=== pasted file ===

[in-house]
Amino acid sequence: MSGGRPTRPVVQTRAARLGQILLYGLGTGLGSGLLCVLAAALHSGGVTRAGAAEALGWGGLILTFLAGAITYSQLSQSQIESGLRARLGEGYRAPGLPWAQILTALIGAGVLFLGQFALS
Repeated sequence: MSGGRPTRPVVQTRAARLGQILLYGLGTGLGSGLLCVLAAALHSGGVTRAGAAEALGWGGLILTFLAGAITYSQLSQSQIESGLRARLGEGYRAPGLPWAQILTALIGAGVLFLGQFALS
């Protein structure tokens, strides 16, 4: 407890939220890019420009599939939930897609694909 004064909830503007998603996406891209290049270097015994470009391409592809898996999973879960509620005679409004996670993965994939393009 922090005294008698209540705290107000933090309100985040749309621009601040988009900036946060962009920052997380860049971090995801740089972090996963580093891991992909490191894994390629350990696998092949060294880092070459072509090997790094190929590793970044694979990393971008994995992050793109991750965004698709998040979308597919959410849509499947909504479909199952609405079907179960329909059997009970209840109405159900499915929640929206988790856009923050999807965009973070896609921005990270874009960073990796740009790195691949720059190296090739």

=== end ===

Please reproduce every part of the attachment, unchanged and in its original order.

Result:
[in-house]
Amino acid sequence: MSGGRPTRPVVQTRAARLGQILLYGLGTGLGSGLLCVLAAALHSGGVTRAGAAEALGWGGLILTFLAGAITYSQLSQSQIESGLRARLGEGYRAPGLPWAQILTALIGAGVLFLGQFALS
Repeated sequence: MSGGRPTRPVVQTRAARLGQILLYGLGTGLGSGLLCVLAAALHSGGVTRAGAAEALGWGGLILTFLAGAITYSQLSQSQIESGLRARLGEGYRAPGLPWAQILTALIGAGVLFLGQFALS
């Protein structure tokens, strides 16, 4: 407890939220890019420009599939939930897609694909 004064909830503007998603996406891209290049270097015994470009391409592809898996999973879960509620005679409004996670993965994939393009 922090005294008698209540705290107000933090309100985040749309621009601040988009900036946060962009920052997380860049971090995801740089972090996963580093891991992909490191894994390629350990696998092949060294880092070459072509090997790094190929590793970044694979990393971008994995992050793109991750965004698709998040979308597919959410849509499947909504479909199952609405079907179960329909059997009970209840109405159900499915929640929206988790856009923050999807965009973070896609921005990270874009960073990796740009790195691949720059190296090739």